The optimal private equity solution is for a single company, or allied investors, to go hard and go large.
Large enough not to destroy the Top 14, nor the burgeoning Japanese Top League, but through the sheer scope of the investment and the combined intent of all rugby’s nations, to refocus the attention of elite players and their managers, through equalisation of salaries in order to re-balance all of rugby’s competitions.
It’s a position not far removed from what World Rugby presented last year. And note how in February this year, it was reported that World Rugby and CVC were planning new talks, including whether funding could be provided to resurrect the Nations Championship concept.
“Private equity is a reality,” said chairman Brett Gosper.
“We are where we are. [World Rugby] has to deal with reality in the most constructive way.”
It is true that COVID or not, the Italys of the rugby world are unlikely to have developed a new appetite for placing their seat at rugby’s top table at risk.
But the world has changed – substantially – in a very short time. Rugby can no longer afford to be the dog that has its tail wagged by Italy or the French clubs.
COVID is hastening SANZAAR’s demise, and as poorly as the game is travelling in Australia, there are looming disasters where an isolated Argentina and South African rugby are concerned. In New Zealand, the excitement generated from the opening two weeks of Super Rugby Aotearoa cannot hope to be maintained into 2021 in a sustainable commercial sense.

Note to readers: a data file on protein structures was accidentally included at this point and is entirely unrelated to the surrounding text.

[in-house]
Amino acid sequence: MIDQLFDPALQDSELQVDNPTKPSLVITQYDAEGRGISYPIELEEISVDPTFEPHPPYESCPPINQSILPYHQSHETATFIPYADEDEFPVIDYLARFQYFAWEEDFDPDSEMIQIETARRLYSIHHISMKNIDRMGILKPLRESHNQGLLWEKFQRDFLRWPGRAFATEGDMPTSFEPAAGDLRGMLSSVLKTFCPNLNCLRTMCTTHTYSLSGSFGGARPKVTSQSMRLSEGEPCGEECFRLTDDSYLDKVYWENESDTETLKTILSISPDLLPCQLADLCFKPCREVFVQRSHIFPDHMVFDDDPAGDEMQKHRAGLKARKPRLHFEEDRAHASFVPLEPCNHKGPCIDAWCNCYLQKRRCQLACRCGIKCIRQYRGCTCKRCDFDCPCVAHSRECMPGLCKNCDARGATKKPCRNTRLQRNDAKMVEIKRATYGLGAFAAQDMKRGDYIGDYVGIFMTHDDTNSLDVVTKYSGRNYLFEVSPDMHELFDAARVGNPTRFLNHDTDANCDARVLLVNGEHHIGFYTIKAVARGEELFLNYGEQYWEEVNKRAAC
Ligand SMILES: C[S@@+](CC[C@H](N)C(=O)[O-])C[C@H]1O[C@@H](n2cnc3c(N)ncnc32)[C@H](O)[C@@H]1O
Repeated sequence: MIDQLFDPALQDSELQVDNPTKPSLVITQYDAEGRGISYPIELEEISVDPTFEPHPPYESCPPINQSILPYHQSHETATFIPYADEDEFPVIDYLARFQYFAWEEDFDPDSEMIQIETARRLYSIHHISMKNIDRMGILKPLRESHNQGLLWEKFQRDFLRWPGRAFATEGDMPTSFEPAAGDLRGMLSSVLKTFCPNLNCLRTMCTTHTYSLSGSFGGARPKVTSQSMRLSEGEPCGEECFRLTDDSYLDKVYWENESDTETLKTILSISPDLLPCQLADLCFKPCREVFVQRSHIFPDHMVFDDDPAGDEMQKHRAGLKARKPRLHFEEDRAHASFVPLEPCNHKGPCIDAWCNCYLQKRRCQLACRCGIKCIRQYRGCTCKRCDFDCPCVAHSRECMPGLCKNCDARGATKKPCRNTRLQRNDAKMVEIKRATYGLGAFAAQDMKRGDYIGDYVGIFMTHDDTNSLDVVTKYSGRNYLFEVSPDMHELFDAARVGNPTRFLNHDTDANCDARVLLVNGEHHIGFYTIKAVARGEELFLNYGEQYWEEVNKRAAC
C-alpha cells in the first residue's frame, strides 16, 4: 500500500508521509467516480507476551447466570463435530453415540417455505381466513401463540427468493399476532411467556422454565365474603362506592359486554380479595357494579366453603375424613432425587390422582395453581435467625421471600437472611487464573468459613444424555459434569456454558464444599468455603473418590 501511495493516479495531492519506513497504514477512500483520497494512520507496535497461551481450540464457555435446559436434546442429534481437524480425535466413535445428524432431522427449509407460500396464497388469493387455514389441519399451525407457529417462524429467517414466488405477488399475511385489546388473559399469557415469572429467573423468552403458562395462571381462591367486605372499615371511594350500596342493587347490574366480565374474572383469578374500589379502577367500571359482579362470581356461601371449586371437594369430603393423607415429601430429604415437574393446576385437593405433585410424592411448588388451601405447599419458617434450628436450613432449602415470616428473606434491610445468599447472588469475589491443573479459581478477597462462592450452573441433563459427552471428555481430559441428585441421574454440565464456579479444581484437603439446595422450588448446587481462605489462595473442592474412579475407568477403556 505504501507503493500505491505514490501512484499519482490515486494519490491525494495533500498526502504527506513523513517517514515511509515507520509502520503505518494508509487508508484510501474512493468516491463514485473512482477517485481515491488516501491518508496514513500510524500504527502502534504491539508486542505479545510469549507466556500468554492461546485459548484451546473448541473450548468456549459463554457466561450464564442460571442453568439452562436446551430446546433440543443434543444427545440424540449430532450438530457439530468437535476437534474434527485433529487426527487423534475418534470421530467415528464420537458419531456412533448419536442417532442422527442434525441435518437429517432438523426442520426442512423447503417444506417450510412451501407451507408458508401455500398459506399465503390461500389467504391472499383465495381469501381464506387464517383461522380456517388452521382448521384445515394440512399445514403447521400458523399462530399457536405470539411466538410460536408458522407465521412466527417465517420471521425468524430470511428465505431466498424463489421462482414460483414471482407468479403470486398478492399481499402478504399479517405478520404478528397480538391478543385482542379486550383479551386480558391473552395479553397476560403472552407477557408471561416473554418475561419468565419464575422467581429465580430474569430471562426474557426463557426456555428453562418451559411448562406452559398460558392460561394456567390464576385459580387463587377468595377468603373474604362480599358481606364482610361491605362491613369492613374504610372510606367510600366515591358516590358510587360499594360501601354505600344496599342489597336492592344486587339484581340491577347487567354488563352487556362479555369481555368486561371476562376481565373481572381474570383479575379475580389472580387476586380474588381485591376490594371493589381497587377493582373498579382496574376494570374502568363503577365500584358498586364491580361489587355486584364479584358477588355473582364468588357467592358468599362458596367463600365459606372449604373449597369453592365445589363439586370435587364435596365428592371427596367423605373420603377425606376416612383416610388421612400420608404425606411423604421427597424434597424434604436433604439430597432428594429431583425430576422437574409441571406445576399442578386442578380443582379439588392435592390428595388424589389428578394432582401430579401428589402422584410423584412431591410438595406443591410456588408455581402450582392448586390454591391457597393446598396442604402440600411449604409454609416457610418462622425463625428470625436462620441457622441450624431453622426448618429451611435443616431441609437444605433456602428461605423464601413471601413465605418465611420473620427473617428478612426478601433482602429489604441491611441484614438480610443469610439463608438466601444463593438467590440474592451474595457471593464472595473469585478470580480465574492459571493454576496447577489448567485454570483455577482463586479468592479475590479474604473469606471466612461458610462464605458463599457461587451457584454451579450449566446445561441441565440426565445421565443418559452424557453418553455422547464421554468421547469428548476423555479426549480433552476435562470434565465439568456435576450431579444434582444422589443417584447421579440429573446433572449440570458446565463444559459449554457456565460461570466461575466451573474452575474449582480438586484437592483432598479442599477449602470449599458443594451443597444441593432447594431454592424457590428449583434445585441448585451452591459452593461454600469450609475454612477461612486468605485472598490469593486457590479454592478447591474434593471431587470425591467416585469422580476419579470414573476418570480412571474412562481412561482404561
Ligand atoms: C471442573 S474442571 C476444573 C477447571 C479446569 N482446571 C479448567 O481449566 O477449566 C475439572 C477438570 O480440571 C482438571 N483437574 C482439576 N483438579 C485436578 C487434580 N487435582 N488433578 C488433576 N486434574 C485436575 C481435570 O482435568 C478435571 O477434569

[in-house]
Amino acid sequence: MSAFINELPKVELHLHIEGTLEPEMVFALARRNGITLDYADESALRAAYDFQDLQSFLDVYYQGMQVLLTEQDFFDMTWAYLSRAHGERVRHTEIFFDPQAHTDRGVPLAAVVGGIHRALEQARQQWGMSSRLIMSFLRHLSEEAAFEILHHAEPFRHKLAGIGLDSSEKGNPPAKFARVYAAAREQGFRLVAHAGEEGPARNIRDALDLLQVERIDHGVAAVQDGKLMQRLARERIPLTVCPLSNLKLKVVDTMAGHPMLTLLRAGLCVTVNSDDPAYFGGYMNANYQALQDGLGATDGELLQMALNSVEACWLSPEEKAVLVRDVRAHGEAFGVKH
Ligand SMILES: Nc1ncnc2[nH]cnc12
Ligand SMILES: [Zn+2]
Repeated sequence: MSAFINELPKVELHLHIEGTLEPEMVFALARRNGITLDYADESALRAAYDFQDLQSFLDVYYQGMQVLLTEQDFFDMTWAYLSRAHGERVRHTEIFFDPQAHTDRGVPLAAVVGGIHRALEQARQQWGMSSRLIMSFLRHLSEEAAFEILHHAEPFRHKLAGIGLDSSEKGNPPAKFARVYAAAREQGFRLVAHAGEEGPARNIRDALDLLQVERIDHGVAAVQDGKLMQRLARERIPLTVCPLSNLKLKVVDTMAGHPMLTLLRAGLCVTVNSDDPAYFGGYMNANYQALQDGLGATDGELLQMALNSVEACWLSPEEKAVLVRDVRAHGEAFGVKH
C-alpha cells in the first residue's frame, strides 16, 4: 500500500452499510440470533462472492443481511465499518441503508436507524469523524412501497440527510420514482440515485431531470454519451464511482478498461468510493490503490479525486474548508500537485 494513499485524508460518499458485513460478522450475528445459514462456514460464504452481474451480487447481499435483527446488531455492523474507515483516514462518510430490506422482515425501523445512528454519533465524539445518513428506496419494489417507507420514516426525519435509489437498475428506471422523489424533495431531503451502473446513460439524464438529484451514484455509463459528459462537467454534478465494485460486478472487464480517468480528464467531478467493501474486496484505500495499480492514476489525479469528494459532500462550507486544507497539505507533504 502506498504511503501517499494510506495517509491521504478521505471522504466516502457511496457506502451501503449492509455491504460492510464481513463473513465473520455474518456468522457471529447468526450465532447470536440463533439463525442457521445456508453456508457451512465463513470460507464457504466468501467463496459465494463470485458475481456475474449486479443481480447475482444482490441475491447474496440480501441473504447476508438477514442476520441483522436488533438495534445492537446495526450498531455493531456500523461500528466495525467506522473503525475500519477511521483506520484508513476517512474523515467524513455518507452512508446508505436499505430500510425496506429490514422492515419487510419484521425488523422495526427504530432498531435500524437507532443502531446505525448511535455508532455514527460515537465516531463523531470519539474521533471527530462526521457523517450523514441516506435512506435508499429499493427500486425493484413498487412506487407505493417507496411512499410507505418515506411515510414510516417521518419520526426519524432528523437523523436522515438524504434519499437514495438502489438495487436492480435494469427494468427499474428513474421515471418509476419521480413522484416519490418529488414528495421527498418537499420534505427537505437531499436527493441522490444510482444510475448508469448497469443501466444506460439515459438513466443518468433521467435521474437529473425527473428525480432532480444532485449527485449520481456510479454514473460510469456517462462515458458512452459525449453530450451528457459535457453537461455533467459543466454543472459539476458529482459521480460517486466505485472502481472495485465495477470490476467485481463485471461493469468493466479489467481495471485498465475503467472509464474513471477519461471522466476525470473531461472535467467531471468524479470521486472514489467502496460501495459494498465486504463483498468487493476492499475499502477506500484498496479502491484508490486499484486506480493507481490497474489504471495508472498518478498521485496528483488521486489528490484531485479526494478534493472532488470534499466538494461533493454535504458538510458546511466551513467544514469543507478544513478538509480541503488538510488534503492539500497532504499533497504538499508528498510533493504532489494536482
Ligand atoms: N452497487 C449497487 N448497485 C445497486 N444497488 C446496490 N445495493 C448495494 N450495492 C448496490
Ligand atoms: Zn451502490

Investment from CVC notwithstanding, strains in the Premiership and Pro 14 are obvious. The home unions still have their prized Six Nations competition, but no in-bound Tests this spring blows a massive hole in their budgets.
There are valid questions to be asked around the objectives of prospective private equity partners. Their money alone isn’t enough, it is essential for all parties to be transparently aligned. But in truth, the time for that concern was in 1995.
Rugby is professional, it is a business. A generation on, it is now time to make it the best business it can be.
The French Top 14 and the divisions below have provided an opportunity for players from all around the world – many of them Pacific Islanders from impecunious circumstances – to earn a decent living from the game and provide financial support for their families.
Towns and cities right across France benefit from the largesse of club owners and the way in which their communities procure identity and bind together around their rugby clubs.
But none of this is sufficient reason for the rest of the rugby world to be held to ransom.
Rugby has shown itself incapable of talking its way to a solution that will reset the global game for the overall good. It is time to lock into a global private equity partner on a grand scale, and buy the game back.
Meanwhile, the weekend saw the continued resurgence of the Blues, 24-14 winners over the Chiefs at a slippery Waikato Stadium. With big men Patrick Tuipulotu and Hoskins Sotutu commanding the pitch, it can now only be the blind or certified who no longer believe that this Blues side isn’t the real deal.
In Wellington, it was the turn of the Crusaders to ignore the referee’s instructions and suffer on the end of another large penalty count. It was not enough, however, to prevent them from scoring five tries on their way to a 39-25 win over the Hurricanes.
Vaea Fifita is a talented rugby player, but with his side having all the momentum after halftime, in possession and on attack, and the Crusaders down to 14 men, Fifita’s decision to leg trip Sam Whitelock – who had no impact on play – was inexplicably daft.
Private equity money coming into the game might help construct a proper global season, and make nations and players become richer. But there can be no guarantee it will make players any smarter.